Growing lettuce in your backyard garden or container garden is a rewarding, healthy and delicious addition to your gardening adventures!
Lettuce is an easy, delicious and healthy crop for your backyard garden or apartment balcony. In this post I’ll go over everything you need to know to start growing lettuce.
Lettuce is one of those foods I will actually start craving. Especially in the hot summer sun, I can’t imagine eating a heavy dinner. A soup and salad, or grilled chicken over salad is absolute perfection.
Lettuce is also one of those low maintenance plants I love. Once you have fresh lettuce growing in your backyard, Lunch or dinner becomes as simple as going out to the garden and harvesting as much as you want, rinsing, and enjoying! What could get better than that!
What is Lettuce Anyway?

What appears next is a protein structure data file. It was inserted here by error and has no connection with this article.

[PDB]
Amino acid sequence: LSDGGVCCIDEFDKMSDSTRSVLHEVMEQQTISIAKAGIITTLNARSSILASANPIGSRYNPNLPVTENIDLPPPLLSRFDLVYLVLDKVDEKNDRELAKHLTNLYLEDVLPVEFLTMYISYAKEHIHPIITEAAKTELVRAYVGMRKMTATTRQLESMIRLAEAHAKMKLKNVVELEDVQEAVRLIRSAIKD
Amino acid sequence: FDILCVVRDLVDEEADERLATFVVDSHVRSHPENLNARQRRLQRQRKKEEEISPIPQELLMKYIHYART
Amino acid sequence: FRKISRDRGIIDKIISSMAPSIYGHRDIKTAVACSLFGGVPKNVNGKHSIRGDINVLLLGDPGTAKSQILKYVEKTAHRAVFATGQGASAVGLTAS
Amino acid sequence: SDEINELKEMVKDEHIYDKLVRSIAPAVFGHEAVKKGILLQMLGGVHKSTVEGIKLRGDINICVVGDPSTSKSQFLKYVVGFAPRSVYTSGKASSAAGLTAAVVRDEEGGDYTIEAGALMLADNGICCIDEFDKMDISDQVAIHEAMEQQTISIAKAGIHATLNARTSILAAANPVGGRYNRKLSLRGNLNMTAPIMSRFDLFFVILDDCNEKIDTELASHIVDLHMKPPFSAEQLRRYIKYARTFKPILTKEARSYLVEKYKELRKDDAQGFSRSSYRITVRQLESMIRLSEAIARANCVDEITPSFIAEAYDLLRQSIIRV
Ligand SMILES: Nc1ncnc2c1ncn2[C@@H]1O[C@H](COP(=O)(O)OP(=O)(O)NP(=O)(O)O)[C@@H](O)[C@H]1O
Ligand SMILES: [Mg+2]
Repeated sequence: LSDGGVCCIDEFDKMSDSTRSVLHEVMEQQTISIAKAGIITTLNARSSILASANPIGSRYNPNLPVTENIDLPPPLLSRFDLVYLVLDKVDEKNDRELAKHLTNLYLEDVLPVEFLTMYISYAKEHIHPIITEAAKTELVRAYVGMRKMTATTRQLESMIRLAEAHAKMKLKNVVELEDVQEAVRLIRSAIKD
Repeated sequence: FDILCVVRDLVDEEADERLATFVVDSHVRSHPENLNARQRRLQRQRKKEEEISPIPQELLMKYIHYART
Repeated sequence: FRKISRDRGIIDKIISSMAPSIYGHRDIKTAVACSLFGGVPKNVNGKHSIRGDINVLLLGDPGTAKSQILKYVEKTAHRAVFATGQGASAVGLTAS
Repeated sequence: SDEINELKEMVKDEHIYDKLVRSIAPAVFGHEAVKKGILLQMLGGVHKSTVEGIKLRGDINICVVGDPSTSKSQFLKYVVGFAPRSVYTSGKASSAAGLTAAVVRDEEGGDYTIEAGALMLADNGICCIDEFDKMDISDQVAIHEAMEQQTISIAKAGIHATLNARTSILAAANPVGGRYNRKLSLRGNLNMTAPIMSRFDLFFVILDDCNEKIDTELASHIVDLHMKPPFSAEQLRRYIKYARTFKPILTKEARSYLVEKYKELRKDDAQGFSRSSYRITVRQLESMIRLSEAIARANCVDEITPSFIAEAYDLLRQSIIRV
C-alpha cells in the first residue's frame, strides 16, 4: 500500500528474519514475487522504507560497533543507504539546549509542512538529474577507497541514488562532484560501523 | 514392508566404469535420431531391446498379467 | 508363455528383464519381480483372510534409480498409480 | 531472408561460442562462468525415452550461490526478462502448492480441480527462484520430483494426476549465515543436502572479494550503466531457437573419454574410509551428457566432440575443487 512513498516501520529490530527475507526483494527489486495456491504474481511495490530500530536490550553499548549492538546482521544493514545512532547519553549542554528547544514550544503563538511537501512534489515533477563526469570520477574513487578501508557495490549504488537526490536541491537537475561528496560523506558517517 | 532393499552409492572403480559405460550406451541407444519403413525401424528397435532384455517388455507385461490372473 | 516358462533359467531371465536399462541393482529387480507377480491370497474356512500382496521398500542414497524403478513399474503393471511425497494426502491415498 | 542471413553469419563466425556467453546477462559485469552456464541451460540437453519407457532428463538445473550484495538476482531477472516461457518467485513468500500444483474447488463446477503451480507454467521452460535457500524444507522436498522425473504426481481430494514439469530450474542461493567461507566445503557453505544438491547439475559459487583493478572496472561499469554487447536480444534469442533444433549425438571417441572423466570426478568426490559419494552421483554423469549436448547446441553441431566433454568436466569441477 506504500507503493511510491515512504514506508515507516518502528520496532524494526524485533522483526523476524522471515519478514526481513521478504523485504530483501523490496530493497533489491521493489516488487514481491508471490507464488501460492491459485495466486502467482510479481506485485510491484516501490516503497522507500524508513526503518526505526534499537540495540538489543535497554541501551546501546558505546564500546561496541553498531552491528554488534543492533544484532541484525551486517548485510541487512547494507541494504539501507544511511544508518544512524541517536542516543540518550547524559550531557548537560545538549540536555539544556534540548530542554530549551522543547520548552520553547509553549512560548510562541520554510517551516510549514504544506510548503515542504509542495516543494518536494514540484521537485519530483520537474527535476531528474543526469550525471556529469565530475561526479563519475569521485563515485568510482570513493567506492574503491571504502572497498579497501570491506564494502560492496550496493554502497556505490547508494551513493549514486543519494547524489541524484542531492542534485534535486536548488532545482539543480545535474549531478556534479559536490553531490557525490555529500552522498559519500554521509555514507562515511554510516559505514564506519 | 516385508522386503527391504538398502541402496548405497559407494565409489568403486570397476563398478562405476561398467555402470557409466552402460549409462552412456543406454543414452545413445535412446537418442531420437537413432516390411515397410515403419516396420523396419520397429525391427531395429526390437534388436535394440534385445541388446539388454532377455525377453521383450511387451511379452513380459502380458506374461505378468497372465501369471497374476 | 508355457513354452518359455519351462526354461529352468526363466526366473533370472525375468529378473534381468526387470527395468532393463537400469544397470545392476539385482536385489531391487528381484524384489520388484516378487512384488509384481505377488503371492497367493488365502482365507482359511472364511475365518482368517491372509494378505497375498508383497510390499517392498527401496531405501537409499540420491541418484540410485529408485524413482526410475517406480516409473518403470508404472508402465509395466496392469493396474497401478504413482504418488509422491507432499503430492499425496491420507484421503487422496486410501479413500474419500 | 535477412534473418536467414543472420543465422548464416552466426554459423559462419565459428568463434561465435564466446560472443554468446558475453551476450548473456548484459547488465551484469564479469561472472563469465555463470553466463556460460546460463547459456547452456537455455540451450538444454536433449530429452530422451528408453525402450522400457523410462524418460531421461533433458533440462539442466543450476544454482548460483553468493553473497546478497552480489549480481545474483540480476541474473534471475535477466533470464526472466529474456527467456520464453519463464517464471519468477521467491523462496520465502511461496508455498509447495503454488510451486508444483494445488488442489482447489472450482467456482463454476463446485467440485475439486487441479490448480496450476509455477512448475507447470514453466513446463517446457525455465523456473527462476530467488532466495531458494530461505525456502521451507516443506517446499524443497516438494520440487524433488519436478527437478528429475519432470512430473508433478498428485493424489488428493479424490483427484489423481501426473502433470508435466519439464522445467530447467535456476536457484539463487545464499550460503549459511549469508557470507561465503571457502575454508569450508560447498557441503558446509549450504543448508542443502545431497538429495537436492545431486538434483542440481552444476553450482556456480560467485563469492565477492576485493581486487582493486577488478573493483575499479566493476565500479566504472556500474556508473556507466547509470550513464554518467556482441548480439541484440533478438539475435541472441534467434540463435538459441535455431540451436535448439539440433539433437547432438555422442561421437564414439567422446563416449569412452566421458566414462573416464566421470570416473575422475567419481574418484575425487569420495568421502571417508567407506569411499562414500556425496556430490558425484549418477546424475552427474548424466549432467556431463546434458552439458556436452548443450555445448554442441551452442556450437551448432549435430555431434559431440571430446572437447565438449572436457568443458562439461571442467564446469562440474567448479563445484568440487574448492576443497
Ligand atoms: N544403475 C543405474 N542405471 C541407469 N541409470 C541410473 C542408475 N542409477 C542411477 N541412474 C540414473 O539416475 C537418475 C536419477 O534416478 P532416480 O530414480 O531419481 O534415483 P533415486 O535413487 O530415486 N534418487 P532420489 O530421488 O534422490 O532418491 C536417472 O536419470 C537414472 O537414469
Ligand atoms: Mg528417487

Lettuce actually belongs to the daisy family (Asteraceae)! It is usually grown as an annual for it’s leaves, but some types are grown for their stalks and seeds.
It is commonly used as the foundation for salads, but is also eaten in soups and sandwiches, and was once used for religious and medicinal purposes.
Generally speaking lettuce is a leafy annual that can be found in most regions of the world.
Plants are generally 6-12 inches in height and can come in a variety of colors; from green, red, to gold and blue.
History of Lettuce
Lettuce was originally cultivated by the ancient Egyptians whose seeds were cultivated to make an oil. To take advantage of the plant’s benefits, they began cultivating it for its delicious leaves as well.